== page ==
At the University Hospital, I feel better. These are familiar surroundings. This is where I have spent the majority of my life for the last two years, attending classes, studying for exams. This is my territory. Nothing too bad could happen as long as we are here. After all, this is the place where I have hung all my hopes and dreams for the future.
Mom has been admitted to Neuro Critical Care, the NCC, a small ward with ten beds or so with locked doors and strict rules. This is the ICU for head injuries. This is where they bring all the broken necks. This is where they bring all the motorcycle wrecks in the middle of the night, all those poor patients with swollen, purple heads, the ones bleeding from their ears. Although I have not yet been inside, I know that this is not a fun place. People do not leave here the same as they came in, if they leave at all, that much I know about the NCC. And now, my mother is in there.
As we wait outside, I remember learning Neurology during my second year of medical school. I remember being fascinated and intrigued at the complexity of the architecture and electrical activity of the brain, being intimidated by the immenseness of the human command center. I remember thinking that there is something about neurology that is different from the rest of medicine. Most physicians heal the patient, at least some of the time. They give a little medicine, cut a little here, sew a little there, and watch the patient be restored to health. The body has a tremendous ability to heal itself, given the right environment.
The work brain doctors do is different. They perform miracles, they save lives. Their surgery is perhaps the most intricate of all the doctors, their knowledge is vast. They are the electrical engineers of medicine, for they know how it is all wired. If doctors are intelligent people, neurologists and neurosurgeons are geniuses. Their work takes them past life and death to the very core of our existence. But, in the end, all they can do is shore up the problem, sandbag it. Brain injury is permanent, unforgiving. It can often be delayed, even stopped, but never reversed.
Not long after we arrive, these troubling thoughts are interrupted as a tall, young man with dark hair and tired-looking eyes introduces himself as the resident who will be working on Mom’s case. He is wearing light blue scrubs with the pants way too short, and despite this and the fact that he seems very young, he carries an air of confidence. “So, as you know, her condition is very serious. In fact, she could very well die as a result of this problem. I only say that so you will know how absolutely essential it is for us to treat her right away.”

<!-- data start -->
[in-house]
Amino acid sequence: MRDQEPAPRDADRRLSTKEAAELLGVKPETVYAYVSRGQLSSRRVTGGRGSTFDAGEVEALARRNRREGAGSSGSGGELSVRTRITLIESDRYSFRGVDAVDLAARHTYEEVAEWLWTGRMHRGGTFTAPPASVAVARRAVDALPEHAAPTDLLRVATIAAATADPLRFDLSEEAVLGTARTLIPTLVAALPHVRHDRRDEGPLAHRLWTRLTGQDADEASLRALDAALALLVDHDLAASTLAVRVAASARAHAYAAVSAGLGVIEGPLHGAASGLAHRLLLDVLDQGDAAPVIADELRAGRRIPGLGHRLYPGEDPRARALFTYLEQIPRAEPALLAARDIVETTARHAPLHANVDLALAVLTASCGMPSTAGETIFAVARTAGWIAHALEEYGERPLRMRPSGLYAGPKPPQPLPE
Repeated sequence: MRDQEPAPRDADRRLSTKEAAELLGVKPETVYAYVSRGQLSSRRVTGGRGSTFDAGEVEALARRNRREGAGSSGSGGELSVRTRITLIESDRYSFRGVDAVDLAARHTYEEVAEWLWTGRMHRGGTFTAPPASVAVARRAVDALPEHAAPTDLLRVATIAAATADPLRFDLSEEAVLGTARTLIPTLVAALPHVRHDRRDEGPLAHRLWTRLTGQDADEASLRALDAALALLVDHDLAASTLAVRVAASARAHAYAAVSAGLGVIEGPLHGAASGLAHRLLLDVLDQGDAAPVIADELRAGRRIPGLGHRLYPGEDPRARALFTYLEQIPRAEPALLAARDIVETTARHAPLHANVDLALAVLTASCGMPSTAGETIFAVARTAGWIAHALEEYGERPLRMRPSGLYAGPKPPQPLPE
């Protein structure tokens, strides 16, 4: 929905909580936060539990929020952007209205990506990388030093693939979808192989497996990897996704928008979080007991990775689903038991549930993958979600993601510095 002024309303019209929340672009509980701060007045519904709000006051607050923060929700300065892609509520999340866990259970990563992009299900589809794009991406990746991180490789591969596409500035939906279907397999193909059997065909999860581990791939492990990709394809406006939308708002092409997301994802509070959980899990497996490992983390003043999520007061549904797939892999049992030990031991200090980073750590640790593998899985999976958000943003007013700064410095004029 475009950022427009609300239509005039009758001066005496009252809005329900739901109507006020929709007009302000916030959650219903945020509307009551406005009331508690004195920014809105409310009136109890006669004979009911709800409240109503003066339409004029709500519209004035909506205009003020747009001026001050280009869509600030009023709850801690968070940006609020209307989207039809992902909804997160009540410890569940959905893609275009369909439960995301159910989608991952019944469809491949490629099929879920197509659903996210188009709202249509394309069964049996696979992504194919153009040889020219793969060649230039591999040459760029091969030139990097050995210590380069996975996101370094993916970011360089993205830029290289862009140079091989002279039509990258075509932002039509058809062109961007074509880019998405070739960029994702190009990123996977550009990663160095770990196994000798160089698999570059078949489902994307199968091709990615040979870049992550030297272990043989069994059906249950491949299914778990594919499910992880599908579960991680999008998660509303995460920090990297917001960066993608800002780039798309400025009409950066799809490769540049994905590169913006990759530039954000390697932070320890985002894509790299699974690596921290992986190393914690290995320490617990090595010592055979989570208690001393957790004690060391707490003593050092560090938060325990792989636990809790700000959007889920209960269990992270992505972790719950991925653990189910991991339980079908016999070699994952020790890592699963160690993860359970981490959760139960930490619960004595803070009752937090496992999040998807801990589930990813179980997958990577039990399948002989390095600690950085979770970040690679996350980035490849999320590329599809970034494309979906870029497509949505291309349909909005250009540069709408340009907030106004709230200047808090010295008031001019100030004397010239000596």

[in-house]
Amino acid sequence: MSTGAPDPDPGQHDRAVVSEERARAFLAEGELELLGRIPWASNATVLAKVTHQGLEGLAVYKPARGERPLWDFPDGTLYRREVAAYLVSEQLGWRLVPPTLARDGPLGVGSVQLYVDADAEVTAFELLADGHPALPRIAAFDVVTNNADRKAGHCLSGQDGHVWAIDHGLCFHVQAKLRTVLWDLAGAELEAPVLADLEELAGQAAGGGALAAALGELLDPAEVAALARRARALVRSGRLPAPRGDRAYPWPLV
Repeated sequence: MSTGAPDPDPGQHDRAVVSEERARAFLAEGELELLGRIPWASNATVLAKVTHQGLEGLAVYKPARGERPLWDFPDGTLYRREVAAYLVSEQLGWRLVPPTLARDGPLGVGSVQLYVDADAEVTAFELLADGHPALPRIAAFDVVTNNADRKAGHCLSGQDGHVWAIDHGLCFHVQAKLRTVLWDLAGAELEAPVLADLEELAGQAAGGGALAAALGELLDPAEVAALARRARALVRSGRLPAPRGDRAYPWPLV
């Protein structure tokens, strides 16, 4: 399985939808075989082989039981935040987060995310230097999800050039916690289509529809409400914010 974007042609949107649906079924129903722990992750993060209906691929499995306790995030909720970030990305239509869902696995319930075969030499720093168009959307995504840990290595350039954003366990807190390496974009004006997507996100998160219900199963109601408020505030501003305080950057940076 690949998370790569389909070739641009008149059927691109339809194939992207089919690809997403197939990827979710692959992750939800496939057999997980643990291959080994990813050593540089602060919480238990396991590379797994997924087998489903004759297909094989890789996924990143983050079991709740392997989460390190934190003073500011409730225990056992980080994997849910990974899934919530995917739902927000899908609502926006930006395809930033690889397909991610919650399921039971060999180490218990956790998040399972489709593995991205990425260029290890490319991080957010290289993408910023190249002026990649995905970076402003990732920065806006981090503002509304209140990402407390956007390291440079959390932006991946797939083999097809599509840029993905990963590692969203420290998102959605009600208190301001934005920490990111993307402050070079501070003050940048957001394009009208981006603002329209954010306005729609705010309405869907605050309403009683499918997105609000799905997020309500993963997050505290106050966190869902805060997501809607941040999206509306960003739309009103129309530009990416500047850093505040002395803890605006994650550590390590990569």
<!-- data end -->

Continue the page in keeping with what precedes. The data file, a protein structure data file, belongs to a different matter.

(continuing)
“What are her chances, doctor?” Now, my questions sound sincere. I cannot place my finger on it, but there is something about my first impression of this doctor, this resident, that makes me trust him.
“Without surgery to repair the bleeding vessel, there is about a 30% chance that she will die within 3 months. This may be even higher for her, since she has had quite an extensive bleed. Without surgery, almost all of these will hemorrhage again within a year, and a second hemorrhage usually results in death.” I get the feeling that he is trying to convince us about the surgery. I want to tell him not to worry, that we are going to let them do it, that we want them to do it. Yes, do it! Fix it! Give us our mom back! I bite my tongue. “However, if the defect is operable, her chances of survival are excellent.
“So, how do you know if it is operable?” Again, I am surprised at how sincere I sound and feel—such a contrast from just hours before.
“We will be doing some tests, including an MRA, which is a special kind of MRI scan that allows us to look at the vessels inside her head. Based on her CT, we suspect that she has a small ‘balloon’ defect, called a berry aneurysm, in a vessel called the anterior communicating artery. If so, there is a good chance that we can repair it. The surgeon, Dr. Schmidt, has fixed a lot of these, in fact, he is really a world-renowned specialist in this particular problem. Many of these aneurysms are in that location.”